});

 

...Live checking... Yep, I'd say that the code was spot on. Shows me that the old memory banks aren't quite so run down. :D

 

That little snippet of code represents how you can manipulate XPath Selectors. It looks complicated, I know, and there are one or two things I'm not 100% sure about, but they're trivial in comparison to what's missing on those video tutorials.

 

I'm not going to explain all of this, so here's a snippet of a snippet. XPath selectors allows you to target any part of an url's, or a link's path...

 

^ beginning of an url

* end of an url

$ anywhere in the middle

 

I think what's fascinating about jQuery, is that you can have all of this diversity in your mark-up, code and whatever, and have everything look neat and tidy. Larry Ullman does mention, in his blog, about 'Unobtrusive Javascript'. But really, with this jQuery everything becomes unobtrusive, funnily because even though you can now create even more styles, those same styles won't be clogging up your mark-up. :D :cool:

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  • 2 weeks later...

I took a little break in learning jQuery, and now regret it -- big time. Silly me. :rolleyes:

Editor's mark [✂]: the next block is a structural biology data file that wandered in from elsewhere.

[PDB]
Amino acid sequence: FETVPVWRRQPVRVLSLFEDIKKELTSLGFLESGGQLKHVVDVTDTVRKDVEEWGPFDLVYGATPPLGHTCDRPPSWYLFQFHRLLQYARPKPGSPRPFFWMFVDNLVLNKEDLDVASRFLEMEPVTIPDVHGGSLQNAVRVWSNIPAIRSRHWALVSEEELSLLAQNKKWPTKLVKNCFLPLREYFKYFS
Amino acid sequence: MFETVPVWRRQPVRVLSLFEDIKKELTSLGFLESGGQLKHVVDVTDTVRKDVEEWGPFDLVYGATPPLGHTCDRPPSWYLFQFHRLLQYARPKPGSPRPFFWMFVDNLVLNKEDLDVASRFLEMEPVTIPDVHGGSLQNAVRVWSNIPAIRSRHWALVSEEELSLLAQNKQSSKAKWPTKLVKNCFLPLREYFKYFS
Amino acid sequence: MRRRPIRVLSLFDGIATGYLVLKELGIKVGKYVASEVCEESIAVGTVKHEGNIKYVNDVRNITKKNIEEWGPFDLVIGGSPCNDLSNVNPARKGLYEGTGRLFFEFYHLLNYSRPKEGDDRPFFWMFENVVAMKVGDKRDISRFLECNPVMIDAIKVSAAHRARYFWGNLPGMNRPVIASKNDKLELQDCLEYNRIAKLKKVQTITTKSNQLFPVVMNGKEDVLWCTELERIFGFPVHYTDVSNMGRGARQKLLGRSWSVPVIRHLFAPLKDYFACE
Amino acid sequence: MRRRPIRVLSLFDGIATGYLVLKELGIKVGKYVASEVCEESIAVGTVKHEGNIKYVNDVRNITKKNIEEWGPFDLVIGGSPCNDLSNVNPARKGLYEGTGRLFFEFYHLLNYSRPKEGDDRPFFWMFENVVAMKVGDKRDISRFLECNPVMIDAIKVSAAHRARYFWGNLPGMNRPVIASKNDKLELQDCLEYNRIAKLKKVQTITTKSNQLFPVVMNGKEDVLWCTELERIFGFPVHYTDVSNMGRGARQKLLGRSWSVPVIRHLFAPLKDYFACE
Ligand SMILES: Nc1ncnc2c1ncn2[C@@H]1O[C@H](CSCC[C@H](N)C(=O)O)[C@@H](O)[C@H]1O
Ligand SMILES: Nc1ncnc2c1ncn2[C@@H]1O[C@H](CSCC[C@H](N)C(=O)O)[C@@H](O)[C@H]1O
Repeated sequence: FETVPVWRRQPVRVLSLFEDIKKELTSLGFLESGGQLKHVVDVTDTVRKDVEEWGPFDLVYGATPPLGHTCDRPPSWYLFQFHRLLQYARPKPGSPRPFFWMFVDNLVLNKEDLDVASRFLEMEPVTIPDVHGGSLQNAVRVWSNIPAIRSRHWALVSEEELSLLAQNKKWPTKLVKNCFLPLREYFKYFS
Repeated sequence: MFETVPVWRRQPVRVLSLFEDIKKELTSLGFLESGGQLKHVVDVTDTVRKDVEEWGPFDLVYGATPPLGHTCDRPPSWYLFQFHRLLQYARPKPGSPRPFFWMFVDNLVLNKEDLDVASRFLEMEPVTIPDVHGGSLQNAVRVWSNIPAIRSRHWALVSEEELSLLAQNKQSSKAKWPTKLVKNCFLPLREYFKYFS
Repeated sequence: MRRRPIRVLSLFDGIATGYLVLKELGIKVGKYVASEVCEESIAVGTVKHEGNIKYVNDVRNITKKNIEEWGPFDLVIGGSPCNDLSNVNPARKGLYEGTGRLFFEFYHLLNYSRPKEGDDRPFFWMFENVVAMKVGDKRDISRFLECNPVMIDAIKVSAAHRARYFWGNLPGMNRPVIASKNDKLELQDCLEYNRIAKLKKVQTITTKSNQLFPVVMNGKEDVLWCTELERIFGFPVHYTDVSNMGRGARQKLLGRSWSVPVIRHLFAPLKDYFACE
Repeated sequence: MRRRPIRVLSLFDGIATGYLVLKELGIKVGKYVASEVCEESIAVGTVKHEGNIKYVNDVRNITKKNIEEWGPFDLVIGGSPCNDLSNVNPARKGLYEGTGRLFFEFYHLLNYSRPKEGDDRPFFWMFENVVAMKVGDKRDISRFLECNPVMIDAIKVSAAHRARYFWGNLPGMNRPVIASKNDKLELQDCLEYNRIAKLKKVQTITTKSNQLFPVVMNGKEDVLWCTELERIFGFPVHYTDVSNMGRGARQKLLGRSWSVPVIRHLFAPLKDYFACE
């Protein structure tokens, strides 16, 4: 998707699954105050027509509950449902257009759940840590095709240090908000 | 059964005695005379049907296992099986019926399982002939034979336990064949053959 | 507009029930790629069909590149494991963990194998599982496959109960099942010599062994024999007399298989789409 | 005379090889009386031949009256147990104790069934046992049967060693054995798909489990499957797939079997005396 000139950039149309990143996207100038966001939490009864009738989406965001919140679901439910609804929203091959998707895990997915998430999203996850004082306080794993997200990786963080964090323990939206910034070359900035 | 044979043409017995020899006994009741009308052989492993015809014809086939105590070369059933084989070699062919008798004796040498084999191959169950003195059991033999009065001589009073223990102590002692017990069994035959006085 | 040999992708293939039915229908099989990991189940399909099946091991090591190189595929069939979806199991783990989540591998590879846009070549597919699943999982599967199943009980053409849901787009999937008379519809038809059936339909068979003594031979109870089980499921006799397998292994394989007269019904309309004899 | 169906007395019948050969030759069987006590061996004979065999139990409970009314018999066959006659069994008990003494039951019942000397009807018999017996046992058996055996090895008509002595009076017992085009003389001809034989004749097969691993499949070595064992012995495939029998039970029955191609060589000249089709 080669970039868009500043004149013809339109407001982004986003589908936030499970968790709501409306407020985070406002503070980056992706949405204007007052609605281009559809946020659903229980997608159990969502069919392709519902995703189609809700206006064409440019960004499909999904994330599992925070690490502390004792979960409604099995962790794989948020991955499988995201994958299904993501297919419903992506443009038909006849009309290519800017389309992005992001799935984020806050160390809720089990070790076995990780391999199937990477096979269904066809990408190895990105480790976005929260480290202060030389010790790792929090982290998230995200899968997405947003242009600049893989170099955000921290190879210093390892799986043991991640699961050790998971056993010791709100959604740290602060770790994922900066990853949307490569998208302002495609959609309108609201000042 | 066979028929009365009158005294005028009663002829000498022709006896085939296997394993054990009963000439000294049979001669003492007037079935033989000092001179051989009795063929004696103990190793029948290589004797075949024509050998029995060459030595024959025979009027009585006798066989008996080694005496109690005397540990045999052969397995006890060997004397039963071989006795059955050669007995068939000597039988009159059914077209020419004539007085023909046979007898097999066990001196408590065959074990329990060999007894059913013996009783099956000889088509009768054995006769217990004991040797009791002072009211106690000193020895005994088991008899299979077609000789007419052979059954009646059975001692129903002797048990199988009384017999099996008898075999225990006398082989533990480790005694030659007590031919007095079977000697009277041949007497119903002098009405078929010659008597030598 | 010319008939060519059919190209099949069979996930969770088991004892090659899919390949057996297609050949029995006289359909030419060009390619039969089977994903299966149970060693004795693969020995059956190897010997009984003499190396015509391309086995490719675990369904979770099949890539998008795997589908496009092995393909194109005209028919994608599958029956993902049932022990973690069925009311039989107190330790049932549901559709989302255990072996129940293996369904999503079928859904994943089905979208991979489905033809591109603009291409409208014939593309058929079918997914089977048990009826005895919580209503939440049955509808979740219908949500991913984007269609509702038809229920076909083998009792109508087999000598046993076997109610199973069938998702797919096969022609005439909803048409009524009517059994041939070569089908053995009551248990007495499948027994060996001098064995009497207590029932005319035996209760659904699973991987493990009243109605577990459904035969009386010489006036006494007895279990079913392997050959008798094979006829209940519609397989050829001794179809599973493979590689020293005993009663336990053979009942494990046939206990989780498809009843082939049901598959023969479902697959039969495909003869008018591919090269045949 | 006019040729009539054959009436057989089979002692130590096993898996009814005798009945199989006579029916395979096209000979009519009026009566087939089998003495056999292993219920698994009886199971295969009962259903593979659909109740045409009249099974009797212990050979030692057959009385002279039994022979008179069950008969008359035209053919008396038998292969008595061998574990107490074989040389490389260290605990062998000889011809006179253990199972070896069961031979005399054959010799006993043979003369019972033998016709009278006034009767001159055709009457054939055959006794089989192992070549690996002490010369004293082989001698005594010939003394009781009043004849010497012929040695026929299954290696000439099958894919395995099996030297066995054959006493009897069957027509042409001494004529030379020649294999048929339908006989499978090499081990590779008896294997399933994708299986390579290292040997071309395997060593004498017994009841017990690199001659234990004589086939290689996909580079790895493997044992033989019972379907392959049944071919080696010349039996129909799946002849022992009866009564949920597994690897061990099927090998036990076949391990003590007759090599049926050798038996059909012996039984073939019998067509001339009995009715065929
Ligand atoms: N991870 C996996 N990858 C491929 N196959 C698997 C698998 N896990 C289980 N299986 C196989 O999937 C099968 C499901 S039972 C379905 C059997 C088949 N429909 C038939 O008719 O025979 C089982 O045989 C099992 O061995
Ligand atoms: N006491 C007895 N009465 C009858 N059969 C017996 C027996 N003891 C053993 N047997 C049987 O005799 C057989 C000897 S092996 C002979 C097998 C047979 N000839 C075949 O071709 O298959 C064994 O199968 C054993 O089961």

Erm, anyway, I've been trying to recapture that first explosion of excitement, and in doing so I've noticed something rather odd, and maybe even trivial that I didn't notice the first time around when looking at how jQuery interacts with CSS...

 

Normally, when we create styles for our mark-up, we first define them either internally or externally, and then create the extra mark-up needed to accommodate those styles in the form of attributes and values.

 

jQuery is a bit weird as to how it is able to link and change any of those styles that you have already created for your mark-up.

 

Not only can you create a method within your jQuery scripts in which to add another class to the ones you already have in your styles and mark-up, but you can seemingly not create any extra styles, at all, and only incorporate them into your mark-up. Eh..?

 

I'm only a beginner with this jQuery framework, thingy, but already it's blown a few fuses in my mind. Unfortunately, when I get excited reading stuff like this, I don't do what most of you will do... Carry on reading the book? No, my mind goes off tangent, and races away into some other weird and colorful dimension.

 

...But what about that rather odd (beginner's) discovery? You know, the one about only creating the mark-up for your styles and not the actual styles that you would normally first define?

 

I haven't really been able to wrap my head around that one yet, but it seems to me that just by defining it in a jQuery script instead of a style sheet is as good as defining it in your styles -- maybe?

 

I've got to some how control this excitement of mine, otherwise my mind will turn into a firework's display, or more than likely a bomb going off in my brain. :lol: